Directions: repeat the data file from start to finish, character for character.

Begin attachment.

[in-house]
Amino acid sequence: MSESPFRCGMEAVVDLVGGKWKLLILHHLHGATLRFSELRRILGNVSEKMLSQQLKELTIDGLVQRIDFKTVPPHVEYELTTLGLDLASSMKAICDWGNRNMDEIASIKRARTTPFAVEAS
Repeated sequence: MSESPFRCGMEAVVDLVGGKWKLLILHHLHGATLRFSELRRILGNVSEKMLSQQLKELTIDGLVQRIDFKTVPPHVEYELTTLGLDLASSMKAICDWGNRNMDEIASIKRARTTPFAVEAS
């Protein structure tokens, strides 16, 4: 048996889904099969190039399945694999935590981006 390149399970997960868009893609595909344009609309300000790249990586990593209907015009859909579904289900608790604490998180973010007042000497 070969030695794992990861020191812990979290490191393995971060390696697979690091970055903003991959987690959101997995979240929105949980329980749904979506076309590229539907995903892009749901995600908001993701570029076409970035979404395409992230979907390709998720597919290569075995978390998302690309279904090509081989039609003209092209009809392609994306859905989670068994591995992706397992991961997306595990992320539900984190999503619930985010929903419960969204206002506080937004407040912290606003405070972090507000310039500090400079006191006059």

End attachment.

[in-house]
Amino acid sequence: MSESPFRCGMEAVVDLVGGKWKLLILHHLHGATLRFSELRRILGNVSEKMLSQQLKELTIDGLVQRIDFKTVPPHVEYELTTLGLDLASSMKAICDWGNRNMDEIASIKRARTTPFAVEAS
Repeated sequence: MSESPFRCGMEAVVDLVGGKWKLLILHHLHGATLRFSELRRILGNVSEKMLSQQLKELTIDGLVQRIDFKTVPPHVEYELTTLGLDLASSMKAICDWGNRNMDEIASIKRARTTPFAVEAS
């Protein structure tokens, strides 16, 4: 048996889904099969190039399945694999935590981006 390149399970997960868009893609595909344009609309300000790249990586990593209907015009859909579904289900608790604490998180973010007042000497 070969030695794992990861020191812990979290490191393995971060390696697979690091970055903003991959987690959101997995979240929105949980329980749904979506076309590229539907995903892009749901995600908001993701570029076409970035979404395409992230979907390709998720597919290569075995978390998302690309279904090509081989039609003209092209009809392609994306859905989670068994591995992706397992991961997306595990992320539900984190999503619930985010929903419960969204206002506080937004407040912290606003405070972090507000310039500090400079006191006059």